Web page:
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Friday, June 19, 1998 Published at 15:39 GMT 16:39 UK


Health

Controls wanted on sale of human tissue




BBC Science Specialist Matt McGrath explains how the tissue is used
The trade in human skin, bone and other tissues is booming and European scientists say it needs to be better regulated.

The industry is already worth millions of dollars worldwide. In North America, two Canadian companies that set up skin banks have recently been given the go-ahead to sell the tissue commercially to burns victims.

The European Group on Ethics in Science and New Technologies (EGE) wants European Union governments to legislate to protect the interests of patients.

New technology

Human tissues play an important role in medicine. They are used to diagnose illness and to treat conditions - bone marrow, for example, is transplanted into patients suffering from leukaemia. But scientists are developing novel uses all the time.

Skin cells can be grown in the laboratory and, when sufficient numbers have been produced, grafted onto a patient with burns.

In contrast to organs, tissues do not require immediate transplantation and can be stored for a period of time. This raises serious issues of safety.

Storage banks

The EGE says new legislation should include tissues such as skin, bone, corneas, placentas and umbilical cords.

The EGE says the storage facilities that already exist are virtually unregulated, unlike the more familiar blood banks in every country.

It is particularly concerned that tissue might be removed from patients without consent and without payment.

Consent issue

Noelle Lenoir, the Chair of the EGE, says the UK is one of the more forward-looking countries.

"In England, even if there is no real regulation of human tissue banks, the common law principle of consent is very strong," she says.

"Compare this to France, where surgical residues, which are the main sources of human tissues, can be collected without consent. They are considered as belonging to the public at large."

The group has made four main recommendations:

  • Licensed banks should be given the responsibility of collecting human tissue to ensure its safety and that donation is free, voluntary and anonymous.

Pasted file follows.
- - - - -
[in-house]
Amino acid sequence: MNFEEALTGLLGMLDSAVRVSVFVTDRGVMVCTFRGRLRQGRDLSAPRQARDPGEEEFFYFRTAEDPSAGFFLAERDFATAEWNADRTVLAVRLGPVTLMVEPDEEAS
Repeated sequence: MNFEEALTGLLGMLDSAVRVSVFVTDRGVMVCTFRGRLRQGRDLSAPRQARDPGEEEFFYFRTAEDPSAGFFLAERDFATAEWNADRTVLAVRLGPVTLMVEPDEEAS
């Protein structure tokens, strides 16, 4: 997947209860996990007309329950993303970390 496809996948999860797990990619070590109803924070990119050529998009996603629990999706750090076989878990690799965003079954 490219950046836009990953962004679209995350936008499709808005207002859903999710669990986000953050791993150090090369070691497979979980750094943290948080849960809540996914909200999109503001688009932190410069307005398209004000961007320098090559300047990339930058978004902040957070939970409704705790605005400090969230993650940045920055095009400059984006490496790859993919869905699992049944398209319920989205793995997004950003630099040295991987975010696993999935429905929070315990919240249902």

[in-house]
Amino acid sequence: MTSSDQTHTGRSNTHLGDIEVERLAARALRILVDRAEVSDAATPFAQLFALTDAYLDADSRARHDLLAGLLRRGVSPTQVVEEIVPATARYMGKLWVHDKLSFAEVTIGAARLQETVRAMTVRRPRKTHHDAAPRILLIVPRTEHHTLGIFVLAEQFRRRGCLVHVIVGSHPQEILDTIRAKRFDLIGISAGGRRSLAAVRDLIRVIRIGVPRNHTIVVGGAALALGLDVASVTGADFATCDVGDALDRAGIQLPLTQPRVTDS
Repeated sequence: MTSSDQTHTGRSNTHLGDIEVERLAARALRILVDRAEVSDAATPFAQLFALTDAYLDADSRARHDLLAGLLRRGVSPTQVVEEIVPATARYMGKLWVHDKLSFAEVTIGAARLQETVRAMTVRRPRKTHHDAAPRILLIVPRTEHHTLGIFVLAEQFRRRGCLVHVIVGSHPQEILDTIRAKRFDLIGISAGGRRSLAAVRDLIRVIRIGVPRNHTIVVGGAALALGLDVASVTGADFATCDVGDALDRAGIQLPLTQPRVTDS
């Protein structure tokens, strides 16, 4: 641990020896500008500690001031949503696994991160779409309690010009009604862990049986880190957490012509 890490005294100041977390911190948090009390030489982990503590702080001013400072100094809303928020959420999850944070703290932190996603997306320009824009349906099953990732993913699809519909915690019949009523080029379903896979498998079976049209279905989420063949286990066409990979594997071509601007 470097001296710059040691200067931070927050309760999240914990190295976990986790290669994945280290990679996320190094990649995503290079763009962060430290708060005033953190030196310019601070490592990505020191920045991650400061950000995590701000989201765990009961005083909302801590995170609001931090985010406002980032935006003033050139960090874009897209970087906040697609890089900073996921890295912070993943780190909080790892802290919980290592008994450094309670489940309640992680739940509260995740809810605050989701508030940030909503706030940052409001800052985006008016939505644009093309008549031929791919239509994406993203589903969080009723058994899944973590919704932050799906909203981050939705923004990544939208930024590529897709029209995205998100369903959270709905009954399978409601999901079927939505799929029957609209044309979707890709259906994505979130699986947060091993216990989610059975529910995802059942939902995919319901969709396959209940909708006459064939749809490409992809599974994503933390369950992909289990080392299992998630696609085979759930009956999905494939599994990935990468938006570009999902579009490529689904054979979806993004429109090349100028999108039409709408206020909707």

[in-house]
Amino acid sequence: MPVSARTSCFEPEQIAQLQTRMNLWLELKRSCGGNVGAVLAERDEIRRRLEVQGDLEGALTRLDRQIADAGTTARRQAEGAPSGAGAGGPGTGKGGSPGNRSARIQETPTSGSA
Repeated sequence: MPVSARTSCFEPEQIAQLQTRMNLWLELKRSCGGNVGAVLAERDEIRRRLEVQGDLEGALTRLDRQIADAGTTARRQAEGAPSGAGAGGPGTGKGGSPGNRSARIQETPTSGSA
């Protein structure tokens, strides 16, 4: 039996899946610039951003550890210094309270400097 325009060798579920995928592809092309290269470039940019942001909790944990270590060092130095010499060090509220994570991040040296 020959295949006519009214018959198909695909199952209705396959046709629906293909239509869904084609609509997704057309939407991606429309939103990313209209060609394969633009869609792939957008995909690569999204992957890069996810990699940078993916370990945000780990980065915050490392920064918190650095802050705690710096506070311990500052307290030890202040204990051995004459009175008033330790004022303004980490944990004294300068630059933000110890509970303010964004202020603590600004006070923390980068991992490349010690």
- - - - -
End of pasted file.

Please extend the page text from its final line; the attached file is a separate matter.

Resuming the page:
• Consent should be absolute.
  • Information should be improved to encourage donation.
  • Tissue banks should operate on a non-commercial basis.
The group feels that this would send a strong signal to third world countries where tissue and organs often change hands for money.

"In the end we decided to keep the principle of free donation, with some compensation perhaps. We don't want to see the poor sell their organs or their tissues for the benefit of the rich," says Noelle Lenoir.

Regulation and risk

The growing use of skin and other non-organ tissue in medicine highlights some important safety questions. According to a British member of the EGE, Dr. Anne Mclaren, it is not just the dangers to the patient that concern her.

"Unless tissue samples that are going to be used for human therapy are guaranteed to be safe, there is a risk to the people who receive them. Also to the handlers," she says.

"So it is very important that the procurement of the samples, and the storage, and what happens to them later, are all properly regulated and supervised.

The use of the Internet to store information about sample donors means that European ideas about patient confidentiality are difficult to enforce. Even if the group's recommendations become EU law, it will be impossible to control the global trade without worldwide agreement, at the very least on donor information.

"We will try to ensure the rules are correctly enacted in Europe, but we think that an international agreement concerning the transfer of data through the Internet could be very useful," Noelle Lenoir says.



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